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MLA and AHA join forces to rebuild Australia’s sheep flock

Sheep Central, March 15, 2021

Sheep Producers Australia CEO Stephen Crisp

A PROJECT aimed at defining Australian sheep meat demand and boosting supply is being jointly funded by Meat & Livestock Australia and Animal Health Australia.

Sheep Producers Australia said it commissioned the ‘sheep supply’ project to highlight the key drivers of the flock decline.

It has four components and aimed to qualify the global demand for Australian sheep meat and the opportunities for investing in programs that enable increased sheep-meat supply.

“We instigated the project due to concerns about our ability to supply a consistent volume of sheep and lamb to the processing sector and maintain Australia’s position as a major supplier of sheep meat globally,” SPA chief executive officer, Stephen Crisp said.

“Understanding the drivers of flock decline is vital when making policy decisions to support the rebuild or restructure of the Australian sheep-meat industry.”

SPA said the project includes a global demand forecast for 2030, conducted by MLA’s Global Insights team, an analysis on flock decline to understand causational factors which have caused the flock to increase or decrease in the past, and an overall data and insight analysis where a skills-based steering group will determine strategic priorities from all data collected.

The fourth element of the project relies on qualitative social science analysis to explore the demographics of current and past sheep producers and provide an insight into the attitudes of producers at different points of their production career, SPA said.

Mr Crisp said SPA hoped the project would inform the Red Meat 2030 strategy.

“It’s more about getting our policy right and what we feed into it right, so we know whether producers want to be in this industry or not, the reasons they do want to be in it and the reasons some people are moving away from it.

“And also the policies that will determine what type of sheep we have in the future, because if we are going to rebuild a flock we may as well rebuild it in the most profitable and superior way we can.”

Mr Crisp said the industry could not continue to continually decreasing peaks and troughs, and sustain its infrastructure and processor numbers.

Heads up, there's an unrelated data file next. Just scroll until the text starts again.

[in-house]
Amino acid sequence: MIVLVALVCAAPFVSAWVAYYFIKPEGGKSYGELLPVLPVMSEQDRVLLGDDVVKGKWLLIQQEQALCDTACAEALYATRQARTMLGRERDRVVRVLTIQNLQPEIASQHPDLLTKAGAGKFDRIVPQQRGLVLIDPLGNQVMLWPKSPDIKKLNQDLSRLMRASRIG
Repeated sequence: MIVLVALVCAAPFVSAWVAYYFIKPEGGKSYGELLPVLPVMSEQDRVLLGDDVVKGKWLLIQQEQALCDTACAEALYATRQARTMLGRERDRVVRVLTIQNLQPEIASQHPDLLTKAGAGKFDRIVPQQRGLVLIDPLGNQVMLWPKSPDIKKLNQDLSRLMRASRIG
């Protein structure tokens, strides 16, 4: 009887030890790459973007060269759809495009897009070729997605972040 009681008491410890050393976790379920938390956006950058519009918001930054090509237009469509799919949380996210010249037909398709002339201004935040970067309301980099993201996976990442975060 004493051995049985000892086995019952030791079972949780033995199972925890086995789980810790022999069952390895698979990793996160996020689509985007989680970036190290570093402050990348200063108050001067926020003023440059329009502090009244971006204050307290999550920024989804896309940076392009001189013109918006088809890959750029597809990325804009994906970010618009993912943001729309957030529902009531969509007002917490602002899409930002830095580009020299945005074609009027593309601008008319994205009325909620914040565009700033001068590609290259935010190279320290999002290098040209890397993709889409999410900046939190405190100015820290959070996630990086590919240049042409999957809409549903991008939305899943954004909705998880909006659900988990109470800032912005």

“We want as many processors as humanly possible for as much competition as we can have.

“I think there is a misconception that if we produce more the prices will be lower,” he said.

“There is so much red meat and sheep meat demand worldwide that we could produce a lot more and not have the prices reduced at all.”

He believed the project would help Australia produce more sheep meat and profitably, by expanding production efficiently and showing it is a better gross margin opportunity than other commodities.

“If you have an opportunity to build your numbers and get greater economies of scale then all the better, you will get a better return anyway.”

Mr Crisp expected the project to be completed by Spring this year.

AHA is not investing in sheep meat supply and demand dynamics – Humphrys

AHA executive manager biosecurity and animal health systems, Dr Simon Humphrys.

Sheep Central has been unable to find out how much is being spent on the project by MLA and SPA. However, $180,000 is allocated by AHA from animal health and welfare levies, with the project title ‘Rebuilding the Flock’ in its annual operating plan, under its Strategic Priority 2 – Better health and biosecurity practices – (Strengthening on-farm and supply chain biosecurity practices – with a focus on prevention and resilience – to protect animal health, welfare and product integrity.

AHA lists the purpose of the ‘Rebuilding the Flock’ project as: “Australia’s sheep flock is at an historic low and needs to be increased to underpin the sustainability of sheep meat/wool industry supply chains and the communities/economies they support.”